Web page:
One other thing that may come into play here is the additions the Oilers have made to beef up the team for the stretch as they try to become a heavier team to compete in the West.

Zack Kassian and Patrick Maroon give the team a different edge but it remains to be seen how much impact they can have when the Oilers play the big boys in the Pacific Division.

The Oilers have 7 games remaining against teams currently in a playoff position while the Flames have 10 which, if they turn into losses, wipes out their advantage in games in hand.

The Oilers final 3 games of the season are against the Flames and 2 against the Canucks.

I would imagine those 3 games will be critical to how all this plays out.

 

The Dogs Days

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WAITING FOR APRIL

Typically, March is a month of furious competitive hockey as almost every team in the league thinks it still has a chance to make the post season. This season…not so much.

In the Western Conference, 3 teams, Nashville, Minnesota and Colorado, are duking it out for the final 2 wildcard spots while in the Eastern Conference, it would appear only Philadelphia has a decent chance of cracking the top 8.

That essentially leaves 12 teams as “Dead Men Skating” which pretty much overturns the parity notion that Gary Bettman has been pushing, at least for this season.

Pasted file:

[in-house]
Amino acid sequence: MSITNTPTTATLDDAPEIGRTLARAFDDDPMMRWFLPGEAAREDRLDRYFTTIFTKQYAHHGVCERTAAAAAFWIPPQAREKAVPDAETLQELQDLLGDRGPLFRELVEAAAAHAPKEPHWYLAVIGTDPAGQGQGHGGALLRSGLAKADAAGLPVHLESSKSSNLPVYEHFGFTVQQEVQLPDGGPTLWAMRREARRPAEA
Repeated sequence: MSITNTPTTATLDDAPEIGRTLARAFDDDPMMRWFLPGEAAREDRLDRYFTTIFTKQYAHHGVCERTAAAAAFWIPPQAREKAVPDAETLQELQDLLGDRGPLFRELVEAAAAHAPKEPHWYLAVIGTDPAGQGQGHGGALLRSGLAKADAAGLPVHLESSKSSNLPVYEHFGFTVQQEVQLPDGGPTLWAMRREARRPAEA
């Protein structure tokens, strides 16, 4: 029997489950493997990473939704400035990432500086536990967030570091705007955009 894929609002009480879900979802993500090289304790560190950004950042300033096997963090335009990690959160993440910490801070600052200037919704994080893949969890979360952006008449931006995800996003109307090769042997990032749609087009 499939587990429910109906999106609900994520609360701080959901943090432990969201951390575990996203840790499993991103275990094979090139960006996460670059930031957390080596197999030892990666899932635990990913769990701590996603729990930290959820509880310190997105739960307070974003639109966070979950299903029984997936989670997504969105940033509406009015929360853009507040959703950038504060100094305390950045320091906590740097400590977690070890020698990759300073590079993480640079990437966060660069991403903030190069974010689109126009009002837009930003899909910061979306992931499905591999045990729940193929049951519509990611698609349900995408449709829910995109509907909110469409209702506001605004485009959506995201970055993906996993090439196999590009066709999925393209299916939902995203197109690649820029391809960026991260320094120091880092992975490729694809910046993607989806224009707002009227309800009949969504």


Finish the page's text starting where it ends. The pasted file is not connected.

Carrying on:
Now that Anaheim has returned from the dead and is streaking (9-0-1) toward a WC championship, there really are no surprise cinderella winners or losers this season, unless, of course, you ignored by exhortations at the beginning of the season and din’t keep a close eye on the Florida Panthers.

As a long time follower and admirer of Dale Tallon and his work in Chicago and now Florida, I’m not the least bit surprised at his teams’ success.

He built the team the right way from the goalie out when he acquired Roberto Luongo and has hewed to the mantra that a stout defense anchored by veteran Bryan Campbell, young phenoms Aaron Ekblad, Dimitri Kulikov, Erik Gudbranson and Alex Petrovic is a key to success.

He also followed the blueprint of depth down the middle when he drafted Alex Barkov, Nick Bjugstad, Quinton Howden and the rapidly blooming Vincent Trocek as well as 0more pedestrian players like Derek McKenzie and Dave Bolland who is perhaps one glaring mistake in the Tallon era in Florida.

I recall a rather chippy encounter with the folks over at Lowetide’s blog when I happened to point out how astute Tallon was in stocking his C depth and was met with howls of derision from the Lowetidian acolytes.

Last laughs and all that…..

The Panthers remain in 1st place in the Atlantic division and despite having only a slim lead are a shoe in for the playoffs.